Wednesday, November 19, 2008

Joe le Plombier

In a file cabinet in my attic I've found a stack of French reviews of Famous Potatoes, which over there was called Les Tribulations de Willy Crusoe. (Willy Crusoe was the name taken by the main character when he was on the lam from the law.)

All the French reviews make note of my college degree and my occupation of plumber. None of the USA reviews seemed to find it worthy of note.

Here's the one I was thinking of (sorry, I can't type the accents). The reviewer was comparing Famous Potatoes to a recent work of French literature written by somebody who evidently had never dirtied his hands:

En definitive, c'est peut-etre ce qui manque a notre literature: des etres ronds et sales, dont les reves seraient aussi les reves des ecrivains. Des etres capables de s'attendrir, non sur eux-memes (cela, nous n'en manquons pas), mais sur plus pauvre, plus desespere qu'eux.

Rich Amerique qui a encore de pareils vivants. Et des informaticiens-plombiers capables de les observer.

Pauvre Europe, ou les detenteurs de diplomes universitaires ne deviennent jamais errants, ou il n'y a plus ni plombiers, ni reveurs, ni racines. Et ou les livres ne retentissent que de mea culpa...

-Jean Vigneaux in Pourquoi Pas? March 25, 1982

My French is rusty, and I can't be sure there isn't an element of sarcasm in the text. But I think M. Vigneaux was praising my novel and, oddly, the earthy roots of American literature. Would anybody care to translate? What's your take?


  1. Joe,
    take some time and check thru Doug Stowe's Blog at checkout 20NOV08 entry

  2. Wow! I love this guy! Thanks for the link.

  3. As we say in my household, "Qu'il est français" (He is SO French!) of M Vigneaux. Nostalgie de la boue, anyone?

    I think it goes something like this:

    At the end of the day, maybe that's what is missing from our literature: grubby, well-rounded people whose dreams could also be writers' dreams. People who can pay attention not only to themselves (we don't lack those) but to those poorer, more desperate than they.

    Rich America! which still has such people. Along with computer scientist-plumbers who can observe them.

    Poor Europe! where those with university diplomas will never become wanderers, nor plumbers, nor dreamers, nor rooted. And where books resound with only mea culpas...

    (Mandarine could double-check that translation for us.)

    I think there's a je ne sais quoi about freedom and egalitarianism that America's wide open spaces suggest to Europeans, which is part of why Famous Potatoes intrigues them.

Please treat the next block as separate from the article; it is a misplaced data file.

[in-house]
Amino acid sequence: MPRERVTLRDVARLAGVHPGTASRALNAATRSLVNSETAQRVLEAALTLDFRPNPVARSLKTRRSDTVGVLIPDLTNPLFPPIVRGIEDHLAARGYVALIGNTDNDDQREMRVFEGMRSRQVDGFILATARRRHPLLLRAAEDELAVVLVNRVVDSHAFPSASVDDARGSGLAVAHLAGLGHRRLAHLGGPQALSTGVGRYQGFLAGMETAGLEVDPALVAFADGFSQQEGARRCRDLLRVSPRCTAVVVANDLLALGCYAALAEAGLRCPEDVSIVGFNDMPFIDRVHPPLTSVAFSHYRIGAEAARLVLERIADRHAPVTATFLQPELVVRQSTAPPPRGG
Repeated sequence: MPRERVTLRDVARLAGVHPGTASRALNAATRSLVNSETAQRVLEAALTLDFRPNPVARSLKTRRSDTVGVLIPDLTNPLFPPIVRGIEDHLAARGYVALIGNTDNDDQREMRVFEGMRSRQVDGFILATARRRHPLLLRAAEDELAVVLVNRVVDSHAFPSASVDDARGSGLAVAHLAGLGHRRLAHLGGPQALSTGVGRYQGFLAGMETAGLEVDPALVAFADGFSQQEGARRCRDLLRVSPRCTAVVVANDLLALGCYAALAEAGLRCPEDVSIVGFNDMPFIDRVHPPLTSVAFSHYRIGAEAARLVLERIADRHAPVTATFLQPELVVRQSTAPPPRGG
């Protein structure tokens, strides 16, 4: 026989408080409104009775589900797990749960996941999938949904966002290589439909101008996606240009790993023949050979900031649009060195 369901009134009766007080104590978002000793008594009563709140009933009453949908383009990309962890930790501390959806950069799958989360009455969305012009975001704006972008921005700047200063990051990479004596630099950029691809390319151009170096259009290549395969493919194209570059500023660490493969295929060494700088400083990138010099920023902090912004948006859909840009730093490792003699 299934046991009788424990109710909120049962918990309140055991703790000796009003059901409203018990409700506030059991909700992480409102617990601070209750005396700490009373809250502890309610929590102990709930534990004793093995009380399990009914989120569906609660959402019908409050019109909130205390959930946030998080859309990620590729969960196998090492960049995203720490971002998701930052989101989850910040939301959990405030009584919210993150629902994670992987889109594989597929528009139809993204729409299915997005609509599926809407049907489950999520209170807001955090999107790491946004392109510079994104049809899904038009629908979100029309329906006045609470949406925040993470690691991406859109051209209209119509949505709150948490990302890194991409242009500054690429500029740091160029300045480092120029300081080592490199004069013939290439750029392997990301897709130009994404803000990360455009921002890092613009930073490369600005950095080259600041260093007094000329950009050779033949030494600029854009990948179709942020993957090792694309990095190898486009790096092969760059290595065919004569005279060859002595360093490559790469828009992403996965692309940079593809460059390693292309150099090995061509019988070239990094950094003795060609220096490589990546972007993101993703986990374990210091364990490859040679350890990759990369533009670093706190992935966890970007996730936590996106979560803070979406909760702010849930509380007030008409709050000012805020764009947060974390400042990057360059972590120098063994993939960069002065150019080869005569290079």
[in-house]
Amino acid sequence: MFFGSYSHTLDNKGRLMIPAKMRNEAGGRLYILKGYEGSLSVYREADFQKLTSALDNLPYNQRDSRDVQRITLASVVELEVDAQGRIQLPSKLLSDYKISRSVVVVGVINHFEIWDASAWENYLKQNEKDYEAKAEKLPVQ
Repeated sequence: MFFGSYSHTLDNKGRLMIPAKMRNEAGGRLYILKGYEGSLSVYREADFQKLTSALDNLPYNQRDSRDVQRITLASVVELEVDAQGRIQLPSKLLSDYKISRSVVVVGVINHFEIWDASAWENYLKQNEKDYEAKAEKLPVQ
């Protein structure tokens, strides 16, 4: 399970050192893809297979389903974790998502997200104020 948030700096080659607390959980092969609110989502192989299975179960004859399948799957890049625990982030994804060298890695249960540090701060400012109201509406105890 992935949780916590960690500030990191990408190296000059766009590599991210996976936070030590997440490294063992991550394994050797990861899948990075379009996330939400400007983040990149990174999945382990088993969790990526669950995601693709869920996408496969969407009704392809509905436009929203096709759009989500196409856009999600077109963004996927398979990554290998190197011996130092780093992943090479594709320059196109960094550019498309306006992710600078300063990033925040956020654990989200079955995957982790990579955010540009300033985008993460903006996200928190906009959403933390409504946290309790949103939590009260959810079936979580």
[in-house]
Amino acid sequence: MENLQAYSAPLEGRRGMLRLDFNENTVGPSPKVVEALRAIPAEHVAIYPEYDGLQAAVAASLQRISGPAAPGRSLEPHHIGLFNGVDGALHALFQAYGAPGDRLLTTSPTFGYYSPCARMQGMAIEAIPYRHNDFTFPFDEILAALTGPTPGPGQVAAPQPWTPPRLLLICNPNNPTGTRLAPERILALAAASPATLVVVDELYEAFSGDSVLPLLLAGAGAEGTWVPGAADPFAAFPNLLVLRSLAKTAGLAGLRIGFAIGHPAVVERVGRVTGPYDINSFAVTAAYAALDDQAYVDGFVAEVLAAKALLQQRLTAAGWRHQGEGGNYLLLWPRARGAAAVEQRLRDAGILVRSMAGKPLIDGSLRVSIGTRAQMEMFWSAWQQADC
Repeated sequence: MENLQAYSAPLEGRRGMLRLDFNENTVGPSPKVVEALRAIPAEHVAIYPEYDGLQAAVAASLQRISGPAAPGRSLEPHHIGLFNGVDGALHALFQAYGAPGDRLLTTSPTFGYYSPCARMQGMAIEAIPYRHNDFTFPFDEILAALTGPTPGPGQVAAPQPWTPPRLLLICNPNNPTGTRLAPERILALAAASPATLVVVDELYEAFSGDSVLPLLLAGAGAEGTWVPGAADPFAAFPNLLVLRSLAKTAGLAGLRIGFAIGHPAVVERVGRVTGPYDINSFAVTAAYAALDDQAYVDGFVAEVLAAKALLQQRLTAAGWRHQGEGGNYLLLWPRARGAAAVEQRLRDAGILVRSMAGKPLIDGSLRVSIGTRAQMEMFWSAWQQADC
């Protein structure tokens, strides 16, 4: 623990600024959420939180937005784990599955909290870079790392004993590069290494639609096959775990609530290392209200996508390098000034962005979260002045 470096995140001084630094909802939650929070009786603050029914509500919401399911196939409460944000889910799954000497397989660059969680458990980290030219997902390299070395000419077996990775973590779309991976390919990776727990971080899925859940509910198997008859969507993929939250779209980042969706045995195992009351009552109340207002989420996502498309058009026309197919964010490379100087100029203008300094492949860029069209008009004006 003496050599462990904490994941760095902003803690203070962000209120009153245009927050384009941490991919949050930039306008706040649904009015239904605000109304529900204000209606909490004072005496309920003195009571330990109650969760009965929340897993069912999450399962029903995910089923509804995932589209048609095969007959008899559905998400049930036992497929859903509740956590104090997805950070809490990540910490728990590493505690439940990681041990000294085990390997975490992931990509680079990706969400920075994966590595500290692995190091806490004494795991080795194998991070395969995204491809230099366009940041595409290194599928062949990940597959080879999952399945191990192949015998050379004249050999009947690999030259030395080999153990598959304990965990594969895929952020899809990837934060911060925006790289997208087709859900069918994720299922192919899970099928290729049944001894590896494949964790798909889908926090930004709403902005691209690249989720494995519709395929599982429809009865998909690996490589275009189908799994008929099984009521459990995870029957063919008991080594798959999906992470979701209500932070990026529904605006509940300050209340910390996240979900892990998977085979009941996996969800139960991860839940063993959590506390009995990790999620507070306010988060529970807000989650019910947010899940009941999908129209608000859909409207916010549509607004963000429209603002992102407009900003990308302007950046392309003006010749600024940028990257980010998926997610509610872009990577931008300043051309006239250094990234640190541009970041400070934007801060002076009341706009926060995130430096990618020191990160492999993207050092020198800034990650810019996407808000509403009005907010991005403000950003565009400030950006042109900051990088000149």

Plus, you do tell a good story, Joe.


  4. Can you make a service call to my computer please?

    And what would you call that other plumber - Philip Glass - plombier-compositeur?
    Phil the Plumber

  5. Beats me. He worked as a cab driver for a while. Or are you referring to one of his compositions? I confess, I don't know a lot about him. I'm intrigued, now. What's the connection?

  6. Philip Glass earned his living for a while as a plumber and as an assistant to Richard Serra (at the time that Serra was making the poured lead pieces in the 90 degree crack between the wall and the floor.) I always imagined them being macho and pouring the lead together.

  7. Ah. I see a doctoral thesis up for grabs: The influence of plumbing in the expression of artistic endeavor as evidenced in the works of Glass, Cottonwood, and Wurzelbacher. Any takers?

    Thanks for the amplification. This is fun.

  8. I have nothing to add to the translation above.

    And I do feel that our contemporary writers tend to be all from the same haughty urban seam. When they try to write about 'real people' (i.e. not writers or artists), they have to make an awful lot of research. And when they want to write about 'real jobs' (meaning no disrespect, sir), they just can't.

  9. i am the daughter from jean Vigneaux..and yes my father have a lot of sarcasm but i´m sure that he like your novel..I´m sorry but my english ist not very good..i can try to translate when you want but it´will be a very approxamativ translate

  10. i´m the daugther from Jean vigenaux and my father was a very sarcastich mann but you can be sure that he liked your novels...i don´t translate the text because my english is very bad..i hope that i can help you

  11. Fabienne, I believe that your father was praising my novel and also praising the fact that I wasn't too proud to work with my hands. He was, in fact, praising the USA for accepting the writing of a plumber as a work of art. Also, I can tell from the excerpt that your father had a jaunty sense of humor. I wish I'd met him.

  12. Fabienne, je crois que votre père félicitait mon roman et félicitait également le fait que je n'étais pas trop fier de travailler avec mes mains. Il, en fait, félicitait les Etats-Unis pour accepter l'écriture d'un plombier comme travail d'art. En outre, je peux dire de l'extrait que votre père a eu un sens de l'humour désinvolte. Je souhaite que je l'aie rencontré. Peut-être un jour à la place je vous rencontrerai.